Selling your Home:
Full-Service vs. Discount Brokers

You've decided to enlist the help of a real estate professional in selling your home.  Will you use a full-service or discount broker?  Both are viable options for home sellers.  However, it is important to understand and differentiate between the service model types to choose the one that is most appropriate for your needs.

Full-Service Brokers
Traditional full-service real estate brokers include recognizable brand names such as Coldwell Banker, RE/MAX, and Keller Williams.  These brokers typically charge a higher commission rate than discounters -- historically 6 percent; and they rarely, if ever, charge any additional fees.  Under the full-service model, all costs associated with marketing your home are covered.  This usually includes activities such as promotion, advertising, direct mail, and posting information about your home in the Multiple Listing Service (MLS).  Also with this model, brokers normally employ personalized marketing plans that are designed to gain maximum exposure for individual homes they have listed for sale.

Discount Brokers
Discount brokers offer a reduced commission.  You could see commission percentages ranging anywhere from 3 percent to 4.5 percent.  Depending on the particular broker you use, you may get a bundle of services comparable to that of the traditional broker, or you could get a scaled-down package with fees for additional services.  You will commonly find that marketing dollars are primarily directed toward attracting interested prospects to a central web site, magazine, or other marketing medium where groups of homes offered by that broker are featured.

Although unbundled, or fee-for-service, real estate services are not technically viewed as falling into the discount broker category, many consumers consider these brokers to be discounters by virtue of their lower cost.  In this model, brokers offer home sellers a menu of services to choose from.  Sellers therefore only pay for services purchased.

Both Approaches Work
Both approaches can be successful for home sellers, but keep in mind that there are other considerations in addition to "money saved" when you make your choice.  For instance, look at the type of real estate market your area is experiencing.  If you are in a hot sellers' market where buyers are plentiful, you might decide that you don't need a traditional full-service package.  On the other hand, if buyers are not exactly lining up to purchase properties, the difference in individual marketing and other supplementary services provided by full-service brokers might make a difference in getting your home sold.  In addition, consider the type of property you are selling.  Does your home stand out among from the crowd, or is it in competition with many similar types of homes on the market?  Also, think about your desired timeline for closing the sale, your knowledge and comfort level with the process, and the amount of time you have to devote to taking on aspects associated with selling your home.  If speed, knowledge, and available time are concerns, you may need all of the services provided by the more traditional brokerages.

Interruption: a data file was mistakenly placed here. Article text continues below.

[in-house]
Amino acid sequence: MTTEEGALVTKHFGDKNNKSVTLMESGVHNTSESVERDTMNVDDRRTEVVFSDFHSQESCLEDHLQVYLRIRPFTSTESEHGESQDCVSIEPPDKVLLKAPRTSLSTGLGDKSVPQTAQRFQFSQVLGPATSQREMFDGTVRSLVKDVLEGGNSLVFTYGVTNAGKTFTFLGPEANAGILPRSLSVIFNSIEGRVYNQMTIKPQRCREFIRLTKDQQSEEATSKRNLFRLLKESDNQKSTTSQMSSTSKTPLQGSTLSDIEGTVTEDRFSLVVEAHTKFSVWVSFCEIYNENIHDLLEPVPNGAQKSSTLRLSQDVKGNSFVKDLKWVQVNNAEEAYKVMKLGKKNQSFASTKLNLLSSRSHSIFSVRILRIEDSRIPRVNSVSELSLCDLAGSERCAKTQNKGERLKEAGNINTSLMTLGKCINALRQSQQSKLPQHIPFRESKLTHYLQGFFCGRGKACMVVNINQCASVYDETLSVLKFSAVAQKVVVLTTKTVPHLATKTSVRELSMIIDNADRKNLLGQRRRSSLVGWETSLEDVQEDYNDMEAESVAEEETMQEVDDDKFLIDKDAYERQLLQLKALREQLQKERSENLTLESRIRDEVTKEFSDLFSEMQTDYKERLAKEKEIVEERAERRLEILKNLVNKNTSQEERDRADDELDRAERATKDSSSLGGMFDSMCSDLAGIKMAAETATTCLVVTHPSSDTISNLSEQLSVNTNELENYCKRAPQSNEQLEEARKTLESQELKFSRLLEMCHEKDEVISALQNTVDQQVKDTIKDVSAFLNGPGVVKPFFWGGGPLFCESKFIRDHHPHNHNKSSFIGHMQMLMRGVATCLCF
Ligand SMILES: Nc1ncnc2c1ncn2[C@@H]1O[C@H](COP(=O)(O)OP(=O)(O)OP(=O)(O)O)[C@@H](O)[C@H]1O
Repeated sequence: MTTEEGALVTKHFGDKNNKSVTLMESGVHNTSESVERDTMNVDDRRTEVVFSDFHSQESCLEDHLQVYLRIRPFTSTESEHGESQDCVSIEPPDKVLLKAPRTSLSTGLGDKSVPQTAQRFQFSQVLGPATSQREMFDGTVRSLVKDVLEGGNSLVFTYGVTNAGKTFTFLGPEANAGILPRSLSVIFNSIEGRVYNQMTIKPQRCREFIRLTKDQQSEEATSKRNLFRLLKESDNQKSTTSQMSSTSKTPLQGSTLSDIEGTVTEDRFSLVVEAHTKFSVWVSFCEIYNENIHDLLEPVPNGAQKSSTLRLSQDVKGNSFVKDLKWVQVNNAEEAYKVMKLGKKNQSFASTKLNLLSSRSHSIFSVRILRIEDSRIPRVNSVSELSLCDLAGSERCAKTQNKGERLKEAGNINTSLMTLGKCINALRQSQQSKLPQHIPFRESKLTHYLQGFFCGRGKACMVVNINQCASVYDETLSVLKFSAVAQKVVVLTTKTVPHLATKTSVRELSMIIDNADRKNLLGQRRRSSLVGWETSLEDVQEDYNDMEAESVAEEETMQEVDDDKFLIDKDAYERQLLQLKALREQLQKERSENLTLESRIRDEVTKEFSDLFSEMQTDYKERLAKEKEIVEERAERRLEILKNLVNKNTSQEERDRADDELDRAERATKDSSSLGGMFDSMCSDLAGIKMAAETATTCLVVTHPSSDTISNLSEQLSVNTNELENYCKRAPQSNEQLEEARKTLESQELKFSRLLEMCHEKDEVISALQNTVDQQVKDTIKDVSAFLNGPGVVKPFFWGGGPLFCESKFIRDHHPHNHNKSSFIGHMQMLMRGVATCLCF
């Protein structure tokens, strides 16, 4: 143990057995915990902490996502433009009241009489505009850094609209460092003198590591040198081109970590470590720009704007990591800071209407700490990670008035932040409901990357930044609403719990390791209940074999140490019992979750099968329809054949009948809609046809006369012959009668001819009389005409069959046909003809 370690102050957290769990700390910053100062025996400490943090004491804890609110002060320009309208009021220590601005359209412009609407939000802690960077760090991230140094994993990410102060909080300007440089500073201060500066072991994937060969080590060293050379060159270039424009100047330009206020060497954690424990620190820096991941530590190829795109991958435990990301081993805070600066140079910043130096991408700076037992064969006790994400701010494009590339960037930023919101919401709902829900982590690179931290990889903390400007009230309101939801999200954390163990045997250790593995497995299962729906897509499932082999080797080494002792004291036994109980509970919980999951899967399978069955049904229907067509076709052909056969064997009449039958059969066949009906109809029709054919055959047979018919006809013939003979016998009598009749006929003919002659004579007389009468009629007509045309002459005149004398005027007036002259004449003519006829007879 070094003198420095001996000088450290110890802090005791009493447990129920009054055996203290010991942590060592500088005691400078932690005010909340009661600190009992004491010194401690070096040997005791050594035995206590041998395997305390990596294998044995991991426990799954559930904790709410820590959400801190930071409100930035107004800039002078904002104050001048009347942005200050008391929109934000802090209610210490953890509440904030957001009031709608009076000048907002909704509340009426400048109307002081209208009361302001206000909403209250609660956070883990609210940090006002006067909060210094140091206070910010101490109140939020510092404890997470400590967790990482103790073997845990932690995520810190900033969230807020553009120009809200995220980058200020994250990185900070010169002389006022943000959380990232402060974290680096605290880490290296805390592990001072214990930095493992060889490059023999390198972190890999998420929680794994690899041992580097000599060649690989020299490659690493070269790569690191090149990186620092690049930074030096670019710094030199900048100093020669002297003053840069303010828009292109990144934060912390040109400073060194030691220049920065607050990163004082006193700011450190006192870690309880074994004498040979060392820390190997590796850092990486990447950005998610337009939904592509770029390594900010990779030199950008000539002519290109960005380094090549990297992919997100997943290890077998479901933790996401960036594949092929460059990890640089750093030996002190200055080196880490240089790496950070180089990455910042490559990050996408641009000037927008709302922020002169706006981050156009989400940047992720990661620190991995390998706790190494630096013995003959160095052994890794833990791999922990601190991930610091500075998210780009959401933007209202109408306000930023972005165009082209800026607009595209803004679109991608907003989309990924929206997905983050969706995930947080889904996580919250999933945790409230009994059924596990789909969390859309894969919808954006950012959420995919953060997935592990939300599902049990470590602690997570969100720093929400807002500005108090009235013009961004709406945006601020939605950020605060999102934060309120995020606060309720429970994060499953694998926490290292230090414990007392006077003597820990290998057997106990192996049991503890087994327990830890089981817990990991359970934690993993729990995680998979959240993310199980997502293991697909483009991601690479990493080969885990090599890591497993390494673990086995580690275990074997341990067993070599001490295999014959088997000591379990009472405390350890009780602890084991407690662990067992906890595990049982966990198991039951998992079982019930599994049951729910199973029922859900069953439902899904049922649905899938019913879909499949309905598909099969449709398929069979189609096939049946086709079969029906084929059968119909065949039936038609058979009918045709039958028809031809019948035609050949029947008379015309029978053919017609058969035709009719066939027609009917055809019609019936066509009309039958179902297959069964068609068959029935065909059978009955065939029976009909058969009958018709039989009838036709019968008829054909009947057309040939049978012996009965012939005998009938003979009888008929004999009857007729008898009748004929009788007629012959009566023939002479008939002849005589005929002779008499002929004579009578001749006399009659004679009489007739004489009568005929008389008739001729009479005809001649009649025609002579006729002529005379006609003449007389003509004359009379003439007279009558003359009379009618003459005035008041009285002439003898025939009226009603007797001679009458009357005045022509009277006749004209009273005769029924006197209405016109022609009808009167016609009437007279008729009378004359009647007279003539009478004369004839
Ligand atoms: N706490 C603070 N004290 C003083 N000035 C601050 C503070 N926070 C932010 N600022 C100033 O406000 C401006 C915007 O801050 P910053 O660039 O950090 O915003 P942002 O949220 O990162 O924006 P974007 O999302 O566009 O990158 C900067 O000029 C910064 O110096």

No matter which broker you end up working with, you should approach your selection process with due diligence.  Get referrals from people you know and trust.  Ask key questions.  And weigh the pros and cons before you choose.

Information is for educational and informational purposes only and is not be interpreted as financial or legal advice. This does not represent a recommendation to buy, sell, or hold any security. Please consult your financial advisor.